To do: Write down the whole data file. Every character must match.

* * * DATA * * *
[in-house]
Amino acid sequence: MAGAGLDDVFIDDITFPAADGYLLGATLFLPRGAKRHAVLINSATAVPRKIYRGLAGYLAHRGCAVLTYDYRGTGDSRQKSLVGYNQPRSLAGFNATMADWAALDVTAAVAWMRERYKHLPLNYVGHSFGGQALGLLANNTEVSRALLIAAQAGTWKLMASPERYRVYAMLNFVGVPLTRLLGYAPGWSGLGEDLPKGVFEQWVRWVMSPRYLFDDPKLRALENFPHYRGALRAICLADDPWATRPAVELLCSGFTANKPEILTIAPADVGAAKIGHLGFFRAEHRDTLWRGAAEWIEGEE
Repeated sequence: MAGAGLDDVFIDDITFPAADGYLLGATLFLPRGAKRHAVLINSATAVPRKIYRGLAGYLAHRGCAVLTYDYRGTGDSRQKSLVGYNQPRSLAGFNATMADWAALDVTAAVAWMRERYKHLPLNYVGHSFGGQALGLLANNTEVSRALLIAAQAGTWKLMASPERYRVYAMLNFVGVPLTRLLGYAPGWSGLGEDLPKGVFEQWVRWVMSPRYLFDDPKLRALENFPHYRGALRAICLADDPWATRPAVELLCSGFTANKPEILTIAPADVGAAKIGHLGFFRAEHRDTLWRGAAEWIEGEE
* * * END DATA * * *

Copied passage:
[in-house]
Amino acid sequence: MAGAGLDDVFIDDITFPAADGYLLGATLFLPRGAKRHAVLINSATAVPRKIYRGLAGYLAHRGCAVLTYDYRGTGDSRQKSLVGYNQPRSLAGFNATMADWAALDVTAAVAWMRERYKHLPLNYVGHSFGGQALGLLANNTEVSRALLIAAQAGTWKLMASPERYRVYAMLNFVGVPLTRLLGYAPGWSGLGEDLPKGVFEQWVRWVMSPRYLFDDPKLRALENFPHYRGALRAICLADDPWATRPAVELLCSGFTANKPEILTIAPADVGAAKIGHLGFFRAEHRDTLWRGAAEWIEGEE
Repeated sequence: MAGAGLDDVFIDDITFPAADGYLLGATLFLPRGAKRHAVLINSATAVPRKIYRGLAGYLAHRGCAVLTYDYRGTGDSRQKSLVGYNQPRSLAGFNATMADWAALDVTAAVAWMRERYKHLPLNYVGHSFGGQALGLLANNTEVSRALLIAAQAGTWKLMASPERYRVYAMLNFVGVPLTRLLGYAPGWSGLGEDLPKGVFEQWVRWVMSPRYLFDDPKLRALENFPHYRGALRAICLADDPWATRPAVELLCSGFTANKPEILTIAPADVGAAKIGHLGFFRAEHRDTLWRGAAEWIEGEE